They deceived us! While we all awaited invitations to Apple’s spring event (which is slated to take place in April), Apple instead announced the dates for WWDC 2021 in June. I’m lost.
Aside from the dates (June 7-11), the good news is that WWDC will go virtual again. As in 2020, it will take place in cyberspace in its entirety … in addition to being recorded in beautiful places in Apple Park.
Given the current situation in the United States, Apple had no other choice. I suspect the company took it reluctantly – obviously there will be repercussions for local businesses and for developers who, for yet another year, will miss workshops and in-person events. networking.
I don’t want to minimize the inconvenience. But I think the benefits of a virtual event are so valuable that with a few exceptions, Apple should now be making all of its announcements in cyberspace. We explain why.
Live events are very long
Tech events, in general, tend to drag on, either because the CEO loves their voice so much, or because the marketing team can’t resist the opportunity to bombard journalists with information.
But during Apple events, you also have to add pauses for the enthusiastic applause from the audience (which I will talk about in a moment) and the boring interventions of the partners of the firm. These are really like typical meetings that could have been just an email.
Video presentations, on the other hand, have the advantage of being able to be edited, re-recorded and the complete absence of applause. We were amazed the first time Apple went virtual: where is the rest of the keynote
The keynote The virtual has forced Apple to focus everything and maintain a good pace, which is not found in in-person events.
Live events are expensive and bad for the environment
I have said before that a virtual WWDC would cause financial problems for businesses in San José, which would otherwise be filled with journalists and developers. Software. (Apple last year requested that it be donated to local businesses; this year, it’s supporting San José through an educational initiative.)
I don’t mean to sound insensitive, and this is one factor to keep in mind: no one wants restaurants and airlines to be forced to close.
But we cannot forget that these gains come at a cost. They do not come without consequences. And in 2021, I think it would be better if we stopped sending thousands of people halfway around the world to listen to a two-hour speech that’s also available. online.
Live events are too enthusiastic
Let’s be clear: I’m British. And I find the enthusiasm a little suspect.
But seriously, journalists shouldn’t be cheering on a business they should hold accountable for. And shouting for joy, embarrassing others, and wasting your time, is far from it.
That’s not to say the journalists in attendance aren’t professionals, but Apple fills the room with its own enthusiastic people, and when half the room is clapping, others tend to join in and find it hard to tell. ‘express their first impressions. of a new product.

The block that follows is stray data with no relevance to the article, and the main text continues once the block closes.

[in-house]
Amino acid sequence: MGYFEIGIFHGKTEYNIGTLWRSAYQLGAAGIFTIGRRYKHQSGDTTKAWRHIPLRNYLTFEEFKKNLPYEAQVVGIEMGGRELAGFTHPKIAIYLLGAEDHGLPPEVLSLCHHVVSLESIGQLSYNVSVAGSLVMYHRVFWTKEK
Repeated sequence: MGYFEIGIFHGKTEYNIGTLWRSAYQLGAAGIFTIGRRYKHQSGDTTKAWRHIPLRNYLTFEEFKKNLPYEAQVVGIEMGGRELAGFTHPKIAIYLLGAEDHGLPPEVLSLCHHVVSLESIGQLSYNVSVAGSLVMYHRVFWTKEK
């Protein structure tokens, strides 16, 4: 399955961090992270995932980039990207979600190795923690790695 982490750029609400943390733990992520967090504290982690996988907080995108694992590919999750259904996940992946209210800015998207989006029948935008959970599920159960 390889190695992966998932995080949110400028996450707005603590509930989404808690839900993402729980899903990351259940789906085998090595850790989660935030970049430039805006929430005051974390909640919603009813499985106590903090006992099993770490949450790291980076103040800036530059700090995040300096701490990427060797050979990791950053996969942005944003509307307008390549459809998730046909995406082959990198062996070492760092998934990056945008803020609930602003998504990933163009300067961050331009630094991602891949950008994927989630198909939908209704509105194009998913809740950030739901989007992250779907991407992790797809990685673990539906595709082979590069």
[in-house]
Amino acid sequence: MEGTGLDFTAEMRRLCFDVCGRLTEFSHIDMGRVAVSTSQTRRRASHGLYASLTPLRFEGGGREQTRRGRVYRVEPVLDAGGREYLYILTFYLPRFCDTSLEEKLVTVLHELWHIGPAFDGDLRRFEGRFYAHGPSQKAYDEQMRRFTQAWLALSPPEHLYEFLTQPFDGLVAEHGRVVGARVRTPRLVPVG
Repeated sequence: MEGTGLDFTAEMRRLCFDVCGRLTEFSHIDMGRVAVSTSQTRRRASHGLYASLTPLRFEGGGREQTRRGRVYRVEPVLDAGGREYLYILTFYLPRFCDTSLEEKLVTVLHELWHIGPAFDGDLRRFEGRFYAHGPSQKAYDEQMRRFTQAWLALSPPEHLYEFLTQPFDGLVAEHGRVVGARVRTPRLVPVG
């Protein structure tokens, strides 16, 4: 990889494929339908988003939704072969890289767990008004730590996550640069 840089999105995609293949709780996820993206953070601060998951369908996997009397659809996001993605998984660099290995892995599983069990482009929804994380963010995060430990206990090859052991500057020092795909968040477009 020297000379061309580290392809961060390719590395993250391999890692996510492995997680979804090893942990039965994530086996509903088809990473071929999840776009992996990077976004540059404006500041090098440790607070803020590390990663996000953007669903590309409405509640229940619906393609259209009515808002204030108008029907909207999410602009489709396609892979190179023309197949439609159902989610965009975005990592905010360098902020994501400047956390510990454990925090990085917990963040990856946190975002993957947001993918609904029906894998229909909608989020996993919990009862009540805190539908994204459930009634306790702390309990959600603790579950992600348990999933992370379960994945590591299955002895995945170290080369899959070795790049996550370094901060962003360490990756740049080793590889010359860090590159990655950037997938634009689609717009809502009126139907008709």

Live events make surprises less viable
Hosting an in-person conference like WWDC or the iPhone Announcement has to be a logistical nightmare, and takes more planning than a presentation. online. And that also limits the business when it comes to surprising, which doesn’t happen when you do it virtual.
For starters, you can have a virtual event on very short notice or add something at the end at the last minute if a product has finally been approved. If you want to do it in front of 5,000 people, you must have experienced weeks ago, as well as manufacturing and shipping test products around the world.
And that opens many doors to leaks.
Instead, at WWDC 2021, Tim Cook could suddenly pull an AirTag out of his pocket during the keynote virtual and it is likely that no one could have imagined it. (Except for people reading this article, of course.)
Virtual events are more inclusive …
In 2013, WWDC tickets sold out in two minutes and many developers who couldn’t get one weren’t happy at all. So in 2014, Apple launched a raffle – the fairest thing to do is to award 5,000 tickets to a community of millions of people.
In 2020, however, it was simply out of necessity. No one could attend, which meant that every developer had access to the same system of events and tutorials. online. It’s not the same as being there (we’ll discuss this in the next section), but the fact that no one was able to attend forced Apple to innovate in online methods and make them as effective as possible.
This year, the company promises “online sessions, one-on-one, technique-driven practices, and new ways to interact with Apple engineers and designers to learn more about our latest environments and technologies.” I might have developed these resources anyway, but I guess having to do it virtually for the second year in a row served as an incentive.
… but WWDC developer events are the exception
I’ll conclude with one exception: WWDC loses something by being virtual because it’s more than a press event. It’s also a gathering for software developers, who typically spend a week learning and networking at workshops and parties.
I’m glad Apple seriously wants to make this all work online, but it won’t be the same (it can’t be).
That’s why I sincerely want WWDC 2022 to be a face-to-face event (as long as there is a good alternative online accompany you). I wish Apple had left the rest of the events (the ones that are just product introductions) virtual. Because it has proven that they can work, and I have heard enough screams of enthusiasm for the rest of my life.
Original article published in igamesnews UK.